BOSTON MAYOR FINAL : THE ITALIAN VOTE ? YES INDEED

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^ Two Sal’s Two : John Connolly receives the Yes — at Warren Prescott School in Charlestown

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Today at 1:30 PM John Connolly received endorsement from two Sal’s : State Senator Sal DiDomenico, representing Charlestown and parts of Allston-Brighton, and District One City Councillor Sal LaMattina. Aboard the Connolly campaign they join State Representative Carlo Basile of East Boston, former District One Councillor Paul Scapicchio, District Nine Councillor Mark Ciommo, the North End’s State Representative Aaron Michlewitz, Susan Passoni, and top Menino fundraiser Vinnie Marino of Roslindale.

Yes, dear reader, as you can see, there is an “Italian vote” even in supposedly Irish Boston. And it counts. But first, indulge me in a little trip through Boston social history :

1. Voters of Italian name continue to reside, chiefly, in most of the Boston places that their grandparents lived in : much of the North End; half of East Boston; Readville; one precinct of Ward 6 in South Boston; a significant scattering in Roslindale, Fairmount Hill, and West Roxbury; and a tight little area hard by Brighton Center, to which Italians from the region of Frosinone and San Donato came, three generation ago, to work in quarries. They amount to about 14 percent of all Boston voters.

2. Because the ancestors of most Boston voters of Italian name arrived in Boston later than the forbears of most Bostonians of Irish name, voters of Italian name still show some connection to ethnicity.

3. Since voters of Italian name proved strongly outnumbered by those of Irish name, the custom grew in Italian-name neighborhoods of backing for Mayor not an Italian candidate –who was presumed unlikely to win — but an Irish name candidate who would make a deal with the Italian communities — by way of their political leaders. Italian-name voters tended to vote as a family group; and, not knowing particularly well the Irish-name candidates — who almost always lived elsewhere in the city — they followed their leaders’ recommendation. More than once, the “block” vote in Boston’s Italian-resident areas won the Mayor’s office for the Irish name candidate -chosen by those leaders. It was stupendously true in 1959 — when Collins beat Powers -and importantly so in 1967, when Kevin White beat Louise Day Hicks.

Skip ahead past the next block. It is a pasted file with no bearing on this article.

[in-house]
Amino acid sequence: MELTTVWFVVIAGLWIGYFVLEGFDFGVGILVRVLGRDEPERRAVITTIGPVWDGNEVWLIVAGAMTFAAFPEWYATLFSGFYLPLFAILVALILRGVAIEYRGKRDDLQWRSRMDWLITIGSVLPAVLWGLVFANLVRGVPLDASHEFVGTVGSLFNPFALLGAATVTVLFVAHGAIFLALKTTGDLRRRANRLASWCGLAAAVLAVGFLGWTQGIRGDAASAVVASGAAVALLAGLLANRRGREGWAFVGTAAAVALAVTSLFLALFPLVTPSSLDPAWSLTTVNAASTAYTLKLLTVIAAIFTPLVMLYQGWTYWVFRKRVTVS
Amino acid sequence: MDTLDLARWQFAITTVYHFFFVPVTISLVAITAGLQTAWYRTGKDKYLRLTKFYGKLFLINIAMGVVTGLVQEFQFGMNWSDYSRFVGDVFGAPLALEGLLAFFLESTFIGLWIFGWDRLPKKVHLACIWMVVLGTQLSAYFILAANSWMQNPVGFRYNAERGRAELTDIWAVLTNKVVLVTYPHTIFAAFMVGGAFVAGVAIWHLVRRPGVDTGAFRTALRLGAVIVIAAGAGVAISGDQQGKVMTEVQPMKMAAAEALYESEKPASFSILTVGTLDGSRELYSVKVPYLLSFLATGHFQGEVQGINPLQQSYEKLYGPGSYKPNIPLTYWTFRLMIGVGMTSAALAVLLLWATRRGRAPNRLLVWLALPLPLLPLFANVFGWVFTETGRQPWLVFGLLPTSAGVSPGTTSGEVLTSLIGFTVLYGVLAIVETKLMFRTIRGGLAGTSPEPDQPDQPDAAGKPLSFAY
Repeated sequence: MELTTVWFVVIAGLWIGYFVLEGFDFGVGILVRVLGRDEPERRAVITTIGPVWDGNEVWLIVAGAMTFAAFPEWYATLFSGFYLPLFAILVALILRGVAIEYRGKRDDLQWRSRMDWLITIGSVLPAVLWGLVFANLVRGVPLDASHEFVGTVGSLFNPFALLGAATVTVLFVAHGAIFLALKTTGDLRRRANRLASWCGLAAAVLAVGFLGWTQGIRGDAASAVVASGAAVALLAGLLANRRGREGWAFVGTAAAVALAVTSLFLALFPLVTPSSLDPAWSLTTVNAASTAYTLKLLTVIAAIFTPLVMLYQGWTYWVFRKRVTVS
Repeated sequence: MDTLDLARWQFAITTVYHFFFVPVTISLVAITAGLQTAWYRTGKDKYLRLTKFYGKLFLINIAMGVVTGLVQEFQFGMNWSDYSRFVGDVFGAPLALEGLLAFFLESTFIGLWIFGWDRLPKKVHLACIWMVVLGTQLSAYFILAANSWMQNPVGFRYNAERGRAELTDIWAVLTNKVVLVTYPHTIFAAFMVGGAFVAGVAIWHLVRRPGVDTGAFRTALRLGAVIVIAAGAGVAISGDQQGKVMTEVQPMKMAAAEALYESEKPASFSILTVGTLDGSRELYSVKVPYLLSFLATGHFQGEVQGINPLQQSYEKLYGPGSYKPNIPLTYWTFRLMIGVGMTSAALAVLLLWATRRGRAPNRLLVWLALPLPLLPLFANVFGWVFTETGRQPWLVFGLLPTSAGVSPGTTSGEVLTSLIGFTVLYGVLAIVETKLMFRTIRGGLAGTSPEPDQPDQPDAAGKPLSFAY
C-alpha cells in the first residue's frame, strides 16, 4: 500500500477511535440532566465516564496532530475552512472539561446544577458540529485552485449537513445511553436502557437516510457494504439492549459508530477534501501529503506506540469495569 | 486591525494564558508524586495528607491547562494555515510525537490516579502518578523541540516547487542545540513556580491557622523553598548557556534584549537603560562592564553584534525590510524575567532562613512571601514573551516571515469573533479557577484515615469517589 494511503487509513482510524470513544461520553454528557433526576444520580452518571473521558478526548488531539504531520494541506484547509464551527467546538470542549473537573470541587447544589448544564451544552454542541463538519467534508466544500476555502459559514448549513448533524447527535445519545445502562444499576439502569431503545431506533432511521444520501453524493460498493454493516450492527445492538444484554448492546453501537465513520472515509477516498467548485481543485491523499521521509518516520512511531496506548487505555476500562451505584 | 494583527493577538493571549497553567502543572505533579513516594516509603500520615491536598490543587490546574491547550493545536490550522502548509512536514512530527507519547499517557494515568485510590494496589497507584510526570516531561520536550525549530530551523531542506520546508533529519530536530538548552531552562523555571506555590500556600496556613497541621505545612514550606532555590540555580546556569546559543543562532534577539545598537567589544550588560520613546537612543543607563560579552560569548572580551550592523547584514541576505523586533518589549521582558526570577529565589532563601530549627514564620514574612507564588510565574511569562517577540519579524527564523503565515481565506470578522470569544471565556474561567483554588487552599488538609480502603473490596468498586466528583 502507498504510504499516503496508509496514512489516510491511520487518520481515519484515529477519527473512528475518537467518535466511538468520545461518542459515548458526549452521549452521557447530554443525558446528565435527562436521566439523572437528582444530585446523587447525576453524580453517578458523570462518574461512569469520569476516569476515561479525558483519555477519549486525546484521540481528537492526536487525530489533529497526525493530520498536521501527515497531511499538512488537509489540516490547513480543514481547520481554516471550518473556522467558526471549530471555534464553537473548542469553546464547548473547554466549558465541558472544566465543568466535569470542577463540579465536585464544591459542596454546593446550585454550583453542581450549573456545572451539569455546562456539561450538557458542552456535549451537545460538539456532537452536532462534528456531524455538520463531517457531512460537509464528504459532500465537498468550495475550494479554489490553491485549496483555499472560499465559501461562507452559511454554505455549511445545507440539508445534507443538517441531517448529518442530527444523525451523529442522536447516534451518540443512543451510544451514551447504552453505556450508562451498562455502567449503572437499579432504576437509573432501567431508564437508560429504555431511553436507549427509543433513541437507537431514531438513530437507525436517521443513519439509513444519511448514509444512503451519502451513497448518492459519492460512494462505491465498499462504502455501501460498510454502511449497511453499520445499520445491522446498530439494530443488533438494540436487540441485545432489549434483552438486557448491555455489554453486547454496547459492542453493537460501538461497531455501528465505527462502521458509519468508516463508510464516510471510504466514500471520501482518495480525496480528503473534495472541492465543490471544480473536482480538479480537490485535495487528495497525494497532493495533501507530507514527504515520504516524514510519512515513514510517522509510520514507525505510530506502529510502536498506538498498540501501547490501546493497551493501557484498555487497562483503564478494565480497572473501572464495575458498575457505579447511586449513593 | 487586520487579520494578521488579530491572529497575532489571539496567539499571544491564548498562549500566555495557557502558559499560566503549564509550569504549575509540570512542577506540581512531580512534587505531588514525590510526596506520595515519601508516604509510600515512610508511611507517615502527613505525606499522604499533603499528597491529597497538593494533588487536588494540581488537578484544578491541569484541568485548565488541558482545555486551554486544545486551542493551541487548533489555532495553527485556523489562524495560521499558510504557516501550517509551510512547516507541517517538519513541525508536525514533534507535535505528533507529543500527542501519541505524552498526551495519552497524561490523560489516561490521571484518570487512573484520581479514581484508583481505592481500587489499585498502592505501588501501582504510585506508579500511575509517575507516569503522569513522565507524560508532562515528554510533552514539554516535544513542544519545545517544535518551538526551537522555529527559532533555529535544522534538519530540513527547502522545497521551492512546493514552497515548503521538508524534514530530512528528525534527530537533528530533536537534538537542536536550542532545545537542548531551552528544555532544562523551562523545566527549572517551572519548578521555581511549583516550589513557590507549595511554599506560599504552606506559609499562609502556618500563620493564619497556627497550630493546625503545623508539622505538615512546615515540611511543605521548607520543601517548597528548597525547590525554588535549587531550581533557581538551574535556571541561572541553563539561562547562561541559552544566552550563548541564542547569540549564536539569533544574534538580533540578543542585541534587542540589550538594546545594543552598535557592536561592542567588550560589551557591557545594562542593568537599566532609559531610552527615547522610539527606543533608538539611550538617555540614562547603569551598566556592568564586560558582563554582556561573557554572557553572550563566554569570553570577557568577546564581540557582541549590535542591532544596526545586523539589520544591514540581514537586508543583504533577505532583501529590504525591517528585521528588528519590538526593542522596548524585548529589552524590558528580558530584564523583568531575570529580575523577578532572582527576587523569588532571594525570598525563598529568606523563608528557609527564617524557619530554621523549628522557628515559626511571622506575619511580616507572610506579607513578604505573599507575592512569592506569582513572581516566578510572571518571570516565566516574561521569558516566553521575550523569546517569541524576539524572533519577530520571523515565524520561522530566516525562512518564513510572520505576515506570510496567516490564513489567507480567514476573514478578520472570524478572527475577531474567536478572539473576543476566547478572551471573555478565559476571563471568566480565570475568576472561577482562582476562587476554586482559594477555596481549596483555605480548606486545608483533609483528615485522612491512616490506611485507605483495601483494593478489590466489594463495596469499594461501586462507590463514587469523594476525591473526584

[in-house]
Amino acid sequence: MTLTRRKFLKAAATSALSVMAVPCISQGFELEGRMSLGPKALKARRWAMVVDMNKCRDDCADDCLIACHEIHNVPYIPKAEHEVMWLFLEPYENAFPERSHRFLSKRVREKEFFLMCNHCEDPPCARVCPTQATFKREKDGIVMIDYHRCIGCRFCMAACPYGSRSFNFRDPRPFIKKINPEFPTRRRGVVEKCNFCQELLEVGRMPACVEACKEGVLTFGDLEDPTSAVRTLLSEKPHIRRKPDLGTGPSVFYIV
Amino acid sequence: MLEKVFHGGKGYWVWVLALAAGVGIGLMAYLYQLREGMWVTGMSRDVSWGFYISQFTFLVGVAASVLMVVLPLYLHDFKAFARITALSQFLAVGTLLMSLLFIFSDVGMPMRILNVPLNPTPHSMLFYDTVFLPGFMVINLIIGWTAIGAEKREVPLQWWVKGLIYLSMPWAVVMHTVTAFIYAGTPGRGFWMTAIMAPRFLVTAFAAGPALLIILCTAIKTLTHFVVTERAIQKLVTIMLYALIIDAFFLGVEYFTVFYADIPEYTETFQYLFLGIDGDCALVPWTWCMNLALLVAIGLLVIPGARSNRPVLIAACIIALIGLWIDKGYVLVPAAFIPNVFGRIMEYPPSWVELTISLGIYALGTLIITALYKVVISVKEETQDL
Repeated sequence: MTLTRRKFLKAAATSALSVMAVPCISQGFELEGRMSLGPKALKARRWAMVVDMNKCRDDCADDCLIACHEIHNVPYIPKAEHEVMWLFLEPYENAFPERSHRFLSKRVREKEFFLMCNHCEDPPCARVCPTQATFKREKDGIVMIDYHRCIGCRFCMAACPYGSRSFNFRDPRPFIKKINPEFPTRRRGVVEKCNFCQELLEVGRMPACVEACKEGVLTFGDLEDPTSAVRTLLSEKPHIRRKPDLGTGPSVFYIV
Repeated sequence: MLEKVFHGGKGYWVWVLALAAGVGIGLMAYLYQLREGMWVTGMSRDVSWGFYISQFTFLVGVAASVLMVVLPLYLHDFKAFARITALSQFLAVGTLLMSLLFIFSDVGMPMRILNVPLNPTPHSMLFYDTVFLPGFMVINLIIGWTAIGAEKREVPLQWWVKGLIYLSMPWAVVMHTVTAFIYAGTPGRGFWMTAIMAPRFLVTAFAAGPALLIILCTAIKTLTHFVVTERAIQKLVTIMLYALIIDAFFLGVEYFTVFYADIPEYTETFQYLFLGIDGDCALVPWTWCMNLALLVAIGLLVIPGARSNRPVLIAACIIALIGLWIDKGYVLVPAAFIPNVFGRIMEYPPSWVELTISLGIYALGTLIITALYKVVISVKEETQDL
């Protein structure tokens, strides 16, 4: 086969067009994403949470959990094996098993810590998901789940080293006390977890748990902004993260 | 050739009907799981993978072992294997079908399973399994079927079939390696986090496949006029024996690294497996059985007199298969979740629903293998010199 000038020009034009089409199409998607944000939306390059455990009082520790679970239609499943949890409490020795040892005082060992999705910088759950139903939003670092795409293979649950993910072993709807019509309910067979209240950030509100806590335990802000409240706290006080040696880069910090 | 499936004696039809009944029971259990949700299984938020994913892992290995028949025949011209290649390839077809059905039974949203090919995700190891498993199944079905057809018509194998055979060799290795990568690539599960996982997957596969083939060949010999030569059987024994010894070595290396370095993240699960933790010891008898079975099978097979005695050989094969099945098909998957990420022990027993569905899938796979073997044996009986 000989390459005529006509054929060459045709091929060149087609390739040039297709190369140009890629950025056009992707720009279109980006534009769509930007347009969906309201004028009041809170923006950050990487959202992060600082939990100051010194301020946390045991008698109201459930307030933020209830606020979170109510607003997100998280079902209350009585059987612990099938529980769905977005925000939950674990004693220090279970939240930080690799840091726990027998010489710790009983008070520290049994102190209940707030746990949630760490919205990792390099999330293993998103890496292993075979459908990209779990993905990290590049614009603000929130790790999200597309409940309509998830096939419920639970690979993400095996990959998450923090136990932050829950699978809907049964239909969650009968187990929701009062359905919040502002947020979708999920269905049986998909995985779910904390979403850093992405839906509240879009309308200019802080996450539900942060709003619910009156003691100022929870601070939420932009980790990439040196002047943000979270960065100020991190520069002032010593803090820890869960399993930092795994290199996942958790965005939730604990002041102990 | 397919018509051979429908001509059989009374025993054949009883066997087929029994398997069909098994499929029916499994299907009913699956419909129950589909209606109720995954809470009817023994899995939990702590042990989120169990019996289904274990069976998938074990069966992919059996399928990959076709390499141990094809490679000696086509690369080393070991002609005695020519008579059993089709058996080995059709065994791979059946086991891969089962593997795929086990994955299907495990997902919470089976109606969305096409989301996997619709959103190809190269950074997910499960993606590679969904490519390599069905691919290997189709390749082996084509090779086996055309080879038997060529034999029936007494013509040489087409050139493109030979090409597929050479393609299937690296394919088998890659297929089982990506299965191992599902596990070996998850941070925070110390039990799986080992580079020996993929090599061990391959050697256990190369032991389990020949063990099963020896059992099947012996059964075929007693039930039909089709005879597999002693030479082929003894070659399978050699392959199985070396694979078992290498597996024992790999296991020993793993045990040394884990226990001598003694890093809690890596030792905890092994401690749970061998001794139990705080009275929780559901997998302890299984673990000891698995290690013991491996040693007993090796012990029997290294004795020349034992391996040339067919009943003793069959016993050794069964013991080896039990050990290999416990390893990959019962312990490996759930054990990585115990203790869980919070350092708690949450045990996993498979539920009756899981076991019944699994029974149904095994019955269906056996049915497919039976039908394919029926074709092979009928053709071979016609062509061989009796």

Scroll forward again to now. We have John Connolly and Marty Walsh. Walsh lives in Dorchester, far from any Italian-name neighborhood. John Connolly lives in West Roxbury, at opposite remove from most Italian-name sections of the City. It is a very 1959 situation.

Yes, via social media and a flood of news sources almost every italian-name voter of 2013 knows at least something about both men. Yet few voters know them well. In this voting situation, sponsorship by a trusted local leader can still make a difference. One or two such sponsorings might not turn many heads in this the internet era; but six or seven leaders of same heritage banding together — plus an issue; in this case, school reform — surely will turn lots of noggins.